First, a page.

The Galaxy Note, which Samsung describes as a "new category of smartphone," went on sale in Asia and Europe in October. Exact pricing and availability for the US market were not announced.

The Galaxy Note comes with a stylus, called the "S pen," which is housed inside the device and which can be used to write notes on the screen as one would on a piece of paper.

Handwritten notes from the S Pen can also be captured by the device and shared with others.

Samsung is touting the larger, high-resolution screen of the Galaxy Note as superior to standard smartphones for viewing videos, surfing the Web, running applications or reading electronic books.

The Galaxy Note, which is powered by Google's Android software, also comes with front- and rear-facing cameras.

Kodak restructures amid bankruptcy battle
Washington (AFP) Jan 10, 2012 - US photography giant Eastman Kodak, fighting to keep bankruptcy at bay, announced Tuesday a major restructuring to speed up its transformation into a digital company.

Kodak said it had reduced three segments into two on January 1: one focused on the general public and the other on professionals.

Kodak said the new business structure was "designed to increase productivity, reduce cost and accelerate its transformation into a digital company that delivers sustainable profitability and creates value for its stakeholders."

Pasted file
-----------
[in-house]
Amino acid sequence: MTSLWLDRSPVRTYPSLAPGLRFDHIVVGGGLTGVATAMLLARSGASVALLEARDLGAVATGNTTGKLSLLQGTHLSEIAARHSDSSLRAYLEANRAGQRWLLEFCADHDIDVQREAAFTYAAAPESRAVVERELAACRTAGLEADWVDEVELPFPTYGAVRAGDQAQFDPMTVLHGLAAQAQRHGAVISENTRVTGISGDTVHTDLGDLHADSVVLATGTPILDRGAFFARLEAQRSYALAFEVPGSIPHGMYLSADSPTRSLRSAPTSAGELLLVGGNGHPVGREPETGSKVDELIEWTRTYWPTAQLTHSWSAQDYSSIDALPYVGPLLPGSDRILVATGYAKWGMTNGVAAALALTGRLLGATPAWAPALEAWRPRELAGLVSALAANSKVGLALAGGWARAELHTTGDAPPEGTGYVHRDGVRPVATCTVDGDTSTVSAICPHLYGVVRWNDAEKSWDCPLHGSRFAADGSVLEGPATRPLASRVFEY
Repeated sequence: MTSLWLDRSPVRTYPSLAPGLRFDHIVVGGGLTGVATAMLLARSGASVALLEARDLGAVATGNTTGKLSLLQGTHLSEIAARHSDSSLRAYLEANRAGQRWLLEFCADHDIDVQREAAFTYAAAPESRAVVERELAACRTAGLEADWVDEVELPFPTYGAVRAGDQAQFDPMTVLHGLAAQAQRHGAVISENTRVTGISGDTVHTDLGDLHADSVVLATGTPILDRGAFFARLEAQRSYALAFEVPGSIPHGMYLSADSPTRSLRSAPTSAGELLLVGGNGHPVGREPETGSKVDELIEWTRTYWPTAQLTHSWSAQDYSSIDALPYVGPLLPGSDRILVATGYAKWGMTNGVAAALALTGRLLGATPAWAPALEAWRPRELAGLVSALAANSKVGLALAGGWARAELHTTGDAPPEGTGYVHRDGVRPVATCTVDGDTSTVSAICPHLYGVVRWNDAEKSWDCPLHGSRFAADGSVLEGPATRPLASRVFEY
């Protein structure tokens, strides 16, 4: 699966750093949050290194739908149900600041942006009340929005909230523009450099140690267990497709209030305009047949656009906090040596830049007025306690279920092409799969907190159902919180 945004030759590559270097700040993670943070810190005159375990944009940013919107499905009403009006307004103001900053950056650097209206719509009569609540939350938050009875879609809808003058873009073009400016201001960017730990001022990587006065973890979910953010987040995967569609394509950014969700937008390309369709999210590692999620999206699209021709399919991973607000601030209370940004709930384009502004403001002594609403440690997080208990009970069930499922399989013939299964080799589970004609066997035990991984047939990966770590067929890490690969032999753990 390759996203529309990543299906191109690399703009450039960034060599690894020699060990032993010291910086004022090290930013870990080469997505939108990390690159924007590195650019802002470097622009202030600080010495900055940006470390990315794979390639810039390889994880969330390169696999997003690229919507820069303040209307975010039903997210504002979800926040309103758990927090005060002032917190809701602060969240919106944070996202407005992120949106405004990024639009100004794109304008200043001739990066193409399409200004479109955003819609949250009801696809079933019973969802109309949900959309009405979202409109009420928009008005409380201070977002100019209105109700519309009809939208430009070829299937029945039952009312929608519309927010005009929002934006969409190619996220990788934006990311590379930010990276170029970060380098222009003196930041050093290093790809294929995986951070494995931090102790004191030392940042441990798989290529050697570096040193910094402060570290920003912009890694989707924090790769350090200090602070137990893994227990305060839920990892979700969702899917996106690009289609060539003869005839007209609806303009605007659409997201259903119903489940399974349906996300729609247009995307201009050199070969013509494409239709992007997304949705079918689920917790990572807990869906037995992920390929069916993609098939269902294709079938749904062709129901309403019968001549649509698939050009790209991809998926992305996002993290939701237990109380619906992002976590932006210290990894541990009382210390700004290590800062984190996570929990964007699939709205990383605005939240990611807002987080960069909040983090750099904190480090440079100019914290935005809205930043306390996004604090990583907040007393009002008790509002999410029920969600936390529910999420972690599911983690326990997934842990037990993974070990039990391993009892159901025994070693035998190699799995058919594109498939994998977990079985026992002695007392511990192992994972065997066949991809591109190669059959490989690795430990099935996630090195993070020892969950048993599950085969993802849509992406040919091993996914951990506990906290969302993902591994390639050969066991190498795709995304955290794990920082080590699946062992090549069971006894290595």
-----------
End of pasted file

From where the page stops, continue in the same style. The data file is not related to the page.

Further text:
The move involves a reshuffling of top posts in the venerable US company, founded in the late 19th century.

"As we complete Kodak's transformation to a digital company, our future markets will be very different from our past, and we need to organize ourselves in keeping with that evolution," Antonio Perez, Kodak's chairman and chief executive, said in a statement.

Investors cheered the news of Kodak's restructuring, sending shares 30.4 percent higher to 52 cents in midday New York trade.

The company did not mention its dire financial difficulties that have spurred speculation it will file for Chapter 11 bankruptcy protection soon.

A week ago the New York Stock Exchange told the company, once one of the fabled Dow Jones industrial Average's 30 blue-chip stocks, that it faces delisting from the exchange if it cannot get its stock price back above $1.00 level.

In its heyday, in 1996, Rochester, New York-based company's shares topped $80 -- just at the outset of the digital photo revolution that eventually replaced the need for consumers to buy Kodak film, once a virtual monopoly in the US market.


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Nokia declares war in US smartphone market
Las Vegas (AFP) Jan 10, 2012
Nokia has declared war in the US smartphone market, with a Microsoft-powered handset tailored to take on Apple iPhones and Google-backed Android devices. Microsoft chief executive Steven Ballmer joined Nokia boss Stephen Elop on Monday to unveil the new Lumia 900 smartphone, which will run on Windows mobile software and tap into a growing trove of popular mini-applications. The two firms ... read more